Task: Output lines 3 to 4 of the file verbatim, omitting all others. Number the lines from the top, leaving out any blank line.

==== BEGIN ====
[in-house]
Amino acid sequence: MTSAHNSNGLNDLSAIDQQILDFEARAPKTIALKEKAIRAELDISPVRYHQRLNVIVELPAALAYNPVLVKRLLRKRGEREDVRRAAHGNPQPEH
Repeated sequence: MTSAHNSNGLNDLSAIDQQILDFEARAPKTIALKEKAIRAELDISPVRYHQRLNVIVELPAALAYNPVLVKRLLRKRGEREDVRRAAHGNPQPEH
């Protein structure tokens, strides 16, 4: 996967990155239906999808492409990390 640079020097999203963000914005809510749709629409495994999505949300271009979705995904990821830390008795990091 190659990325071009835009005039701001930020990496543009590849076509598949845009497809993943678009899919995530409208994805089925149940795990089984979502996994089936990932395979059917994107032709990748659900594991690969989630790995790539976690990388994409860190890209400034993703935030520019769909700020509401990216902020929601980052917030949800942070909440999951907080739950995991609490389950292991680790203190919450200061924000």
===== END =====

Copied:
Repeated sequence: MTSAHNSNGLNDLSAIDQQILDFEARAPKTIALKEKAIRAELDISPVRYHQRLNVIVELPAALAYNPVLVKRLLRKRGEREDVRRAAHGNPQPEH
């Protein structure tokens, strides 16, 4: 996967990155239906999808492409990390 640079020097999203963000914005809510749709629409495994999505949300271009979705995904990821830390008795990091 190659990325071009835009005039701001930020990496543009590849076509598949845009497809993943678009899919995530409208994805089925149940795990089984979502996994089936990932395979059917994107032709990748659900594991690969989630790995790539976690990388994409860190890209400034993703935030520019769909700020509401990216902020929601980052917030949800942070909440999951907080739950995991609490389950292991680790203190919450200061924000």